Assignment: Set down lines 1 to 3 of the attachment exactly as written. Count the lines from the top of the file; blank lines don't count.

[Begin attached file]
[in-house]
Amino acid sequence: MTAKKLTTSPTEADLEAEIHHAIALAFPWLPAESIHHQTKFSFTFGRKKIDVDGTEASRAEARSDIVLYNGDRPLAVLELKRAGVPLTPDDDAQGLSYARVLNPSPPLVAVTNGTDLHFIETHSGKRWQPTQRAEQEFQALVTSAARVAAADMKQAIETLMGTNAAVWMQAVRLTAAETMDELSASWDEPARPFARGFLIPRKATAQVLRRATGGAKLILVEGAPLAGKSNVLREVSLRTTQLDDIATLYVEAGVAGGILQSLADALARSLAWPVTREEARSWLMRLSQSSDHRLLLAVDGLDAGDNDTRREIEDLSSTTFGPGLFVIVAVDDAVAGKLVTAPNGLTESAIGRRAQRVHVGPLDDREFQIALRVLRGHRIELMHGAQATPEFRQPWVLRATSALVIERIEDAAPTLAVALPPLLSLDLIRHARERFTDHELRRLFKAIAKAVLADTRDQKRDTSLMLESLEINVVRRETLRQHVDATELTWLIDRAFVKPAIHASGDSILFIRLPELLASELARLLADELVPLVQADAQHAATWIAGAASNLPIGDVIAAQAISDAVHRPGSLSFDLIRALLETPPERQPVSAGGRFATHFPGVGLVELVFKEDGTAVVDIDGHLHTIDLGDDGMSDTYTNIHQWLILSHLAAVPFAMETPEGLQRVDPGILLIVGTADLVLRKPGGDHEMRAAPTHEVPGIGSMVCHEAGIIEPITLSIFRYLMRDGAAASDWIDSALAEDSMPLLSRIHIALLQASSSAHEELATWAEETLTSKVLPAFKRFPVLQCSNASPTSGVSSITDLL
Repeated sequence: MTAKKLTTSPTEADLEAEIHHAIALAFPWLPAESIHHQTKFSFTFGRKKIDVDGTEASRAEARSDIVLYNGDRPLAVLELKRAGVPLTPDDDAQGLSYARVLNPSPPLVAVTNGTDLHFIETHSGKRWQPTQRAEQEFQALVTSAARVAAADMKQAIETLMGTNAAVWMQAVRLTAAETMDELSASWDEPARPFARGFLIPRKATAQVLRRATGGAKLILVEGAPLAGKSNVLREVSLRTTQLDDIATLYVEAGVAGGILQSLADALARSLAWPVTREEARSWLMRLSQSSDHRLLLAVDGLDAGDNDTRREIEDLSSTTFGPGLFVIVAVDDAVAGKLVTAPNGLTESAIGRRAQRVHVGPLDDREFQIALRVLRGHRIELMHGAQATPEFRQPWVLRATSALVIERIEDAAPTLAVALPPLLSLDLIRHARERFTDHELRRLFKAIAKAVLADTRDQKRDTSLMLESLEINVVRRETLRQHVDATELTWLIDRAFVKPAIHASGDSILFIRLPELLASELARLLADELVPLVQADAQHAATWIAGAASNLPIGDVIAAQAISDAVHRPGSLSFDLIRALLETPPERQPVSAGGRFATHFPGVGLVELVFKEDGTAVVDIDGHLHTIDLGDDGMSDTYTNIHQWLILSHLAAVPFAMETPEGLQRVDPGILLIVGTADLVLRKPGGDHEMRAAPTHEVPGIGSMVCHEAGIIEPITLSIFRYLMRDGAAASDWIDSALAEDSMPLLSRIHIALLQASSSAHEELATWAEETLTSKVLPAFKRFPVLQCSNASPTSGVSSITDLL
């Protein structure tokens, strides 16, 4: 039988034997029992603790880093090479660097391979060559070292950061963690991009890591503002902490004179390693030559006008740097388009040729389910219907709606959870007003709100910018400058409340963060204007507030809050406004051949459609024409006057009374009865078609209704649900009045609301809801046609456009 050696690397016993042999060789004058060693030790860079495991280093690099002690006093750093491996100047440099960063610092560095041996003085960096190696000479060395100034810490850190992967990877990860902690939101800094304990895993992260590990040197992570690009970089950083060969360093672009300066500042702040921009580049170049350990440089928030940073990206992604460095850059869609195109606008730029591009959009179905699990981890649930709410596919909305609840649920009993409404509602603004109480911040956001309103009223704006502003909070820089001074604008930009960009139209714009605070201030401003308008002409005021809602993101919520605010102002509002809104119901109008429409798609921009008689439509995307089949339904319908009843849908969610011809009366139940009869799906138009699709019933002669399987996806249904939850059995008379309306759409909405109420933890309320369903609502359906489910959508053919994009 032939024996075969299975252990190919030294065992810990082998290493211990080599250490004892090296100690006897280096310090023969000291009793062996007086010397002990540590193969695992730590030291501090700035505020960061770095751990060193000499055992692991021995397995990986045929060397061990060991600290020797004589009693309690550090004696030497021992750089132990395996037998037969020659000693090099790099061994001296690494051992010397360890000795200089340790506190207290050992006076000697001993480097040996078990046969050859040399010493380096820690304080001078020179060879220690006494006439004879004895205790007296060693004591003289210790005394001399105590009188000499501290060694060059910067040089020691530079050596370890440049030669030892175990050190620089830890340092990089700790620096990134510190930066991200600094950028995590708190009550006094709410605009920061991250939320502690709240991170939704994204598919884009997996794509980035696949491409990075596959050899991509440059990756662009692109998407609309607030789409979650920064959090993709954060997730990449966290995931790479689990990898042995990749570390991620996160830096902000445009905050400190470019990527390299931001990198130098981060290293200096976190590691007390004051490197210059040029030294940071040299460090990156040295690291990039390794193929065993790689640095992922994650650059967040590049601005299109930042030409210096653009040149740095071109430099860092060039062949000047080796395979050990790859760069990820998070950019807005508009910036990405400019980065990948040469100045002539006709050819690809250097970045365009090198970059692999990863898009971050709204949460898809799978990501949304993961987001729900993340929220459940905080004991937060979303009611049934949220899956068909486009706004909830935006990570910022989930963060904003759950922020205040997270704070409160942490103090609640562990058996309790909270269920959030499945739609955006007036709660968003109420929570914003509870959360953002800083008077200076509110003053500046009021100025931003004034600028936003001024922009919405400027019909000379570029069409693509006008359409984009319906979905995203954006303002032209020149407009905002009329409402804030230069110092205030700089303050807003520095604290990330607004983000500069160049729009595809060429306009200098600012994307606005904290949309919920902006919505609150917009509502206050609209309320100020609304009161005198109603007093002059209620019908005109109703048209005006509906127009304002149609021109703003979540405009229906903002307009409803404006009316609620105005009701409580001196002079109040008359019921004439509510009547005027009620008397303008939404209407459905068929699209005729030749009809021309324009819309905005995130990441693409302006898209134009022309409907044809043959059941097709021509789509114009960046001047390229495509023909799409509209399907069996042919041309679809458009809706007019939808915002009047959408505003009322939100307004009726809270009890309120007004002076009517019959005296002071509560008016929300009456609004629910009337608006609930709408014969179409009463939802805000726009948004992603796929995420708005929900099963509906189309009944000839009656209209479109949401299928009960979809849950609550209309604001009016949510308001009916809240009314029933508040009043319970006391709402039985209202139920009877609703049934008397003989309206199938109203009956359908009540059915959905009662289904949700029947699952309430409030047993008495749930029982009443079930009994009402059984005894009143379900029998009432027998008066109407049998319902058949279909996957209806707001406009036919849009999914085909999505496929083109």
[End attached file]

[in-house]
Amino acid sequence: MTAKKLTTSPTEADLEAEIHHAIALAFPWLPAESIHHQTKFSFTFGRKKIDVDGTEASRAEARSDIVLYNGDRPLAVLELKRAGVPLTPDDDAQGLSYARVLNPSPPLVAVTNGTDLHFIETHSGKRWQPTQRAEQEFQALVTSAARVAAADMKQAIETLMGTNAAVWMQAVRLTAAETMDELSASWDEPARPFARGFLIPRKATAQVLRRATGGAKLILVEGAPLAGKSNVLREVSLRTTQLDDIATLYVEAGVAGGILQSLADALARSLAWPVTREEARSWLMRLSQSSDHRLLLAVDGLDAGDNDTRREIEDLSSTTFGPGLFVIVAVDDAVAGKLVTAPNGLTESAIGRRAQRVHVGPLDDREFQIALRVLRGHRIELMHGAQATPEFRQPWVLRATSALVIERIEDAAPTLAVALPPLLSLDLIRHARERFTDHELRRLFKAIAKAVLADTRDQKRDTSLMLESLEINVVRRETLRQHVDATELTWLIDRAFVKPAIHASGDSILFIRLPELLASELARLLADELVPLVQADAQHAATWIAGAASNLPIGDVIAAQAISDAVHRPGSLSFDLIRALLETPPERQPVSAGGRFATHFPGVGLVELVFKEDGTAVVDIDGHLHTIDLGDDGMSDTYTNIHQWLILSHLAAVPFAMETPEGLQRVDPGILLIVGTADLVLRKPGGDHEMRAAPTHEVPGIGSMVCHEAGIIEPITLSIFRYLMRDGAAASDWIDSALAEDSMPLLSRIHIALLQASSSAHEELATWAEETLTSKVLPAFKRFPVLQCSNASPTSGVSSITDLL
Repeated sequence: MTAKKLTTSPTEADLEAEIHHAIALAFPWLPAESIHHQTKFSFTFGRKKIDVDGTEASRAEARSDIVLYNGDRPLAVLELKRAGVPLTPDDDAQGLSYARVLNPSPPLVAVTNGTDLHFIETHSGKRWQPTQRAEQEFQALVTSAARVAAADMKQAIETLMGTNAAVWMQAVRLTAAETMDELSASWDEPARPFARGFLIPRKATAQVLRRATGGAKLILVEGAPLAGKSNVLREVSLRTTQLDDIATLYVEAGVAGGILQSLADALARSLAWPVTREEARSWLMRLSQSSDHRLLLAVDGLDAGDNDTRREIEDLSSTTFGPGLFVIVAVDDAVAGKLVTAPNGLTESAIGRRAQRVHVGPLDDREFQIALRVLRGHRIELMHGAQATPEFRQPWVLRATSALVIERIEDAAPTLAVALPPLLSLDLIRHARERFTDHELRRLFKAIAKAVLADTRDQKRDTSLMLESLEINVVRRETLRQHVDATELTWLIDRAFVKPAIHASGDSILFIRLPELLASELARLLADELVPLVQADAQHAATWIAGAASNLPIGDVIAAQAISDAVHRPGSLSFDLIRALLETPPERQPVSAGGRFATHFPGVGLVELVFKEDGTAVVDIDGHLHTIDLGDDGMSDTYTNIHQWLILSHLAAVPFAMETPEGLQRVDPGILLIVGTADLVLRKPGGDHEMRAAPTHEVPGIGSMVCHEAGIIEPITLSIFRYLMRDGAAASDWIDSALAEDSMPLLSRIHIALLQASSSAHEELATWAEETLTSKVLPAFKRFPVLQCSNASPTSGVSSITDLL